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6 December 2017updated 09 Sep 2021 6:12pm

Reimbursing medicines in a new age of innovation

The UK is slow to adopt advances in medical science, but it’s possible to learn from other countries. 

By Jennifer Lee

Over the last decade, advances in biology and bioinformatics have revolutionised drug discovery. At companies like Janssen, this has led to the development of pioneering new medicines that target diseases more precisely than ever before. 

Our research and development model continues to evolve as we respond to advances such as large genome sequencing and artificial intelligence. We collaborate with experts from a range of scientific disciplines in pursuit of the next breakthrough, and the future for medicines development is bright. 

Despite these positive advances in science and our network of partnerships, many groundbreaking medicines do not reach UK patients quickly enough – if at all. The UK reimbursement process can be lengthy and often dwells on the lack of comparative evidence supporting pioneering new products compared to existing, often long-studied standards of care. As a result, the Office for Life Sciences recognises a “low and slow” uptake of innovative medicines that undoubtedly affects patient outcomes in the UK. For example, the UK’s five-year cancer survival rates are lower than most other European countries, which have been quicker to adopt new medicines and dedicate more healthcare expenditure per capita.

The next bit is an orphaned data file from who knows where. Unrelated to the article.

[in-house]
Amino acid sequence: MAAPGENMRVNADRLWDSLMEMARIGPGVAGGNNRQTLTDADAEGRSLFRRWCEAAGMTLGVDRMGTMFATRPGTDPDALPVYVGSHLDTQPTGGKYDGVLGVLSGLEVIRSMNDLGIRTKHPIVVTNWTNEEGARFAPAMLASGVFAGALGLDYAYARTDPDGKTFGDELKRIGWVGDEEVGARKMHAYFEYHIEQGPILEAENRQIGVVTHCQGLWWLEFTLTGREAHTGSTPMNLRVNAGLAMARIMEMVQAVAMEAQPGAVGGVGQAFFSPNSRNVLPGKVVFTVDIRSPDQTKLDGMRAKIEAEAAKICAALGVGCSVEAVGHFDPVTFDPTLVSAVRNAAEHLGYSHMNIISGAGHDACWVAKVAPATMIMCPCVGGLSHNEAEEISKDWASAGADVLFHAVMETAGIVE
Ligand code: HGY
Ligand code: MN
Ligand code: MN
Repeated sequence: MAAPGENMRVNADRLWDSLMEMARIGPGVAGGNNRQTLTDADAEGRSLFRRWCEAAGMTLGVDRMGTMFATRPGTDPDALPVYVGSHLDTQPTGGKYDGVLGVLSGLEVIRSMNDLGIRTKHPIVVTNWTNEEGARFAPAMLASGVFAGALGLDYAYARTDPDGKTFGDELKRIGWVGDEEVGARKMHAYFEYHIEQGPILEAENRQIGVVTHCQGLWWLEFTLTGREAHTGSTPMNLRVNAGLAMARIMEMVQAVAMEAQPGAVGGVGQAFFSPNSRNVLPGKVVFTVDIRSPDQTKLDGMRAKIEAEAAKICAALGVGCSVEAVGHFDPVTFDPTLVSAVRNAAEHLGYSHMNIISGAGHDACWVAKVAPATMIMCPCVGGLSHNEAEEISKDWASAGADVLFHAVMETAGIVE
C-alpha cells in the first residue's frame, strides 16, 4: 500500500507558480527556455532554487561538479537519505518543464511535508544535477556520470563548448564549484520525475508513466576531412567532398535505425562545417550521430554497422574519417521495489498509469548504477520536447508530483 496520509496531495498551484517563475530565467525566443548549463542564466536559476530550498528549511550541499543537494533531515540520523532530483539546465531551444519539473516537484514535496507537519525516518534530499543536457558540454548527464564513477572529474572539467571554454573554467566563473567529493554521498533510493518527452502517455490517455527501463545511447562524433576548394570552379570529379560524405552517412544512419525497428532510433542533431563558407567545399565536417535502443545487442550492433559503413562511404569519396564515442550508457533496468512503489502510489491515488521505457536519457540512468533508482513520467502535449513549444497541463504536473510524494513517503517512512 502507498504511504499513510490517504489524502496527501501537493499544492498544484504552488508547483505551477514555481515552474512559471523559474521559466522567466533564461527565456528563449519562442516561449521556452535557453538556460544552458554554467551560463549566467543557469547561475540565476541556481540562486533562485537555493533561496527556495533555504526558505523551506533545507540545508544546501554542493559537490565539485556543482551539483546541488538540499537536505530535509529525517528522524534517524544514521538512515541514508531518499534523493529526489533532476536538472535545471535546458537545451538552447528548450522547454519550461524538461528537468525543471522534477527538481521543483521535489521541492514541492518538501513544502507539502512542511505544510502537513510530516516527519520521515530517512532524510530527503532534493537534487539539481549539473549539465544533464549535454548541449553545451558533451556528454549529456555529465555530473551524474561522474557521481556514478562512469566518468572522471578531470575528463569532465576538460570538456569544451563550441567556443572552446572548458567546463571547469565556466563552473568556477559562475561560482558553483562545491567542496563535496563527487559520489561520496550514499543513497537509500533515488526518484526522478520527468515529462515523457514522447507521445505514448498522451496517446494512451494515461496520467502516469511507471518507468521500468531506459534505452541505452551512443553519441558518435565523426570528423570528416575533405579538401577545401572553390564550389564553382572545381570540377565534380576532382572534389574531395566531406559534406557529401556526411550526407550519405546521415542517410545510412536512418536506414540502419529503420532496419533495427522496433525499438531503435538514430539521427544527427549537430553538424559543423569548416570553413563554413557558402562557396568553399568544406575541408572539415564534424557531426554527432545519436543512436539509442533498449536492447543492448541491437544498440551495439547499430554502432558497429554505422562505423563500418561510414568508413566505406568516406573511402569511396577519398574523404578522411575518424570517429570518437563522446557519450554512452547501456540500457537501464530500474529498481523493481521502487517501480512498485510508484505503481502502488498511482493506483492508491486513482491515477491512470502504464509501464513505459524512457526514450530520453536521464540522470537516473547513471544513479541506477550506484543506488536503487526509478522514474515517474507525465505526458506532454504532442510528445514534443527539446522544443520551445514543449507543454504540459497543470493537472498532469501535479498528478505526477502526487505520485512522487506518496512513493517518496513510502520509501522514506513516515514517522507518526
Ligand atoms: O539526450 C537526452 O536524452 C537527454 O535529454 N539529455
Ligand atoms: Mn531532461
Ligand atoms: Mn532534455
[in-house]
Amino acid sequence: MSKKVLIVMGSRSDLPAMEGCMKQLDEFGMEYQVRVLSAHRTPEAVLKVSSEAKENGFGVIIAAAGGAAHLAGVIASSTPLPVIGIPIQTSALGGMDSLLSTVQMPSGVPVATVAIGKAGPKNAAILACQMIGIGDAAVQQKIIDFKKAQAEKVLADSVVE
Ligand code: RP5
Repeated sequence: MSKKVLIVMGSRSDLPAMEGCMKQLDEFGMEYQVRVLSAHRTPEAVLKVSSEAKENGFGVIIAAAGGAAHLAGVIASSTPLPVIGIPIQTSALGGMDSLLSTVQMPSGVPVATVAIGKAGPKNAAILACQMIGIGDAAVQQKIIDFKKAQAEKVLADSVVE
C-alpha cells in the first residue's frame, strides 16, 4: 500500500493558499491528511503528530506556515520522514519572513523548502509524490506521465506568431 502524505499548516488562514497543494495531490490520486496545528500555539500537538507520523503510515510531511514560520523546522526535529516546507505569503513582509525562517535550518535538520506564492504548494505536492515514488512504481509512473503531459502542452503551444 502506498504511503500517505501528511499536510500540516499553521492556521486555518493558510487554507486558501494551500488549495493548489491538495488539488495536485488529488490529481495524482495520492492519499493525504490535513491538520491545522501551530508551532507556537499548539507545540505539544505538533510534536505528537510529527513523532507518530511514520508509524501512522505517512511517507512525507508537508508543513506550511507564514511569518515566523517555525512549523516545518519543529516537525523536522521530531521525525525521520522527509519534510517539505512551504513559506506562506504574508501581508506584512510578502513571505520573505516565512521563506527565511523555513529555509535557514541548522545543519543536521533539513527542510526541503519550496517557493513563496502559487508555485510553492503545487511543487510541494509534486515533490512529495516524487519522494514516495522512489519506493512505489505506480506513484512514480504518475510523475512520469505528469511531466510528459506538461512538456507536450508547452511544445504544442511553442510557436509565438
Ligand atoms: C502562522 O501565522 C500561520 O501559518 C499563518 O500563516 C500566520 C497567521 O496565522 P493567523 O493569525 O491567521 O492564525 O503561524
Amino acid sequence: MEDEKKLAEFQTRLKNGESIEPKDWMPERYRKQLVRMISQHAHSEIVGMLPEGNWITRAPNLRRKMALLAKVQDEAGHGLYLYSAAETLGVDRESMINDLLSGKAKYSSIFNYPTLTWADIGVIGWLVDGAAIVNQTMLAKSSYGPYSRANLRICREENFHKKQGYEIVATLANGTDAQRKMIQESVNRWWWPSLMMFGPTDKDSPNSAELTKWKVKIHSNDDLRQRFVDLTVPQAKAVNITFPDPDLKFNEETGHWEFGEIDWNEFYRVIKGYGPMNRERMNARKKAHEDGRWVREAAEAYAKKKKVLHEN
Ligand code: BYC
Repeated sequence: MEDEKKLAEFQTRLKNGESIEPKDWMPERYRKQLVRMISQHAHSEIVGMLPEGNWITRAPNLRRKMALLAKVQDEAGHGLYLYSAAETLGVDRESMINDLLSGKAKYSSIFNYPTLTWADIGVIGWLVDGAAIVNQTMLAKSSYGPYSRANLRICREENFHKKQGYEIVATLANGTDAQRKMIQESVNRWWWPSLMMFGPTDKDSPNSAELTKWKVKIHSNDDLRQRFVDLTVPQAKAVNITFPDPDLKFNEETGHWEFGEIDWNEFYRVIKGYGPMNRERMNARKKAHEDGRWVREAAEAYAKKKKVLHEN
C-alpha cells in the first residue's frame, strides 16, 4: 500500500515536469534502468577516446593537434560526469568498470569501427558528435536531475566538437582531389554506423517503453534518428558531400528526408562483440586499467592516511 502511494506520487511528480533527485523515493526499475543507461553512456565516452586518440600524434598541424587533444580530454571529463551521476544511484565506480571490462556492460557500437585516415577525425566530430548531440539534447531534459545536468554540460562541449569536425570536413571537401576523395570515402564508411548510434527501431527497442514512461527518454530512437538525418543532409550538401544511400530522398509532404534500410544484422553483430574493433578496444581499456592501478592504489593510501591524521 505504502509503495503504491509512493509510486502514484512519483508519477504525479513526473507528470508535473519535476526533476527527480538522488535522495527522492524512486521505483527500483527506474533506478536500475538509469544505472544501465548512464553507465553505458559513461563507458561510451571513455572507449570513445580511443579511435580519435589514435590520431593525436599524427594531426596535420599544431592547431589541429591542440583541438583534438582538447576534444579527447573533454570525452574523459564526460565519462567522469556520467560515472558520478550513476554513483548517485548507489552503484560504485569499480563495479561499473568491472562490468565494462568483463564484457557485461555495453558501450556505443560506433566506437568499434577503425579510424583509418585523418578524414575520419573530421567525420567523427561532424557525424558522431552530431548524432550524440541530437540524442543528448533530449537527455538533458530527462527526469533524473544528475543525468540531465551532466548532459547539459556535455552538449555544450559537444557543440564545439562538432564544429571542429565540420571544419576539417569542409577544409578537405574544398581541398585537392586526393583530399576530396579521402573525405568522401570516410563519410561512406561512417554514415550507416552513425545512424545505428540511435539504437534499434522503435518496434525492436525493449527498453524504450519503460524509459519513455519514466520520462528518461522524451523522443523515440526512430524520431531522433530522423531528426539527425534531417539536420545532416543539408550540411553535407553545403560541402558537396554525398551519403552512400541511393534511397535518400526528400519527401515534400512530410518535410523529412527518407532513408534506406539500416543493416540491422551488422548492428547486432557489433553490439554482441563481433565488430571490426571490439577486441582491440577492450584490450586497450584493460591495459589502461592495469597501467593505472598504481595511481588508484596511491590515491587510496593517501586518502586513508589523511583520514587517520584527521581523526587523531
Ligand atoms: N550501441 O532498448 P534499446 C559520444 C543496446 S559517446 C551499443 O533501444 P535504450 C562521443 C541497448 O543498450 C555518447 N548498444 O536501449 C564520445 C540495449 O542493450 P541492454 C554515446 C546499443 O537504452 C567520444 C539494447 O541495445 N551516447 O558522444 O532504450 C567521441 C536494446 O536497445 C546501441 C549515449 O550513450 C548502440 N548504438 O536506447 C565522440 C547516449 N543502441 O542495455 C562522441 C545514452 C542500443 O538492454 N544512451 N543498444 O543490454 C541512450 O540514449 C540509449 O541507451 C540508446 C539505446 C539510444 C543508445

For many years, the National Institute for Health and Care Excellence (NICE) has been regarded as a world leader in assessing the clinical value and cost effectiveness of new drugs. However, its methodology has remained largely the same since its inception nearly 20 years ago. During this time, regulatory bodies such as the European Medicines Agency have modernised their evaluation processes, enabling them to give the go-ahead for new medicines, where there are significant unmet needs based upon early clinical trial data. 

This has created a significant barrier for patients hoping to access new medicines, as NICE considers these types of datasets to be immature or incomplete. In short, regulators are saying “yes” whilst health technology appraisers are saying “no”. 

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This, coupled with NHS financial pressures, presents a growing concern for patients.

In a drive to find £30 billion in savings by 2020, measures introduced in April by NHS England and NICE restrict spend on new medicines to the degree that even when NICE deem a medicine to be cost-effective, NHS England can now choose not to adopt it. As such patients must wait even longer to access new medicines, while the NHS works out if and how it can pay for these treatments. 

This is despite an existing agreement – the Pharmaceutical Price Regulation Scheme (PPRS) – through which the UK medicines bill is already capped and pharmaceutical companies rebate the NHS if the cap is exceeded. Under this agreement the industry has already rebated over £1.9bn.

Importantly, there is currently no other area in the NHS that is subject to the same rigorous cost-effectiveness analysis than medicines (with the exception of a few medical devices and diagnostics). Targeting medicines that have been recommended as cost-effective by NICE – particularly in areas of high unmet need such as cancer – is simply not the answer when there is room to make so many other efficiencies in the system.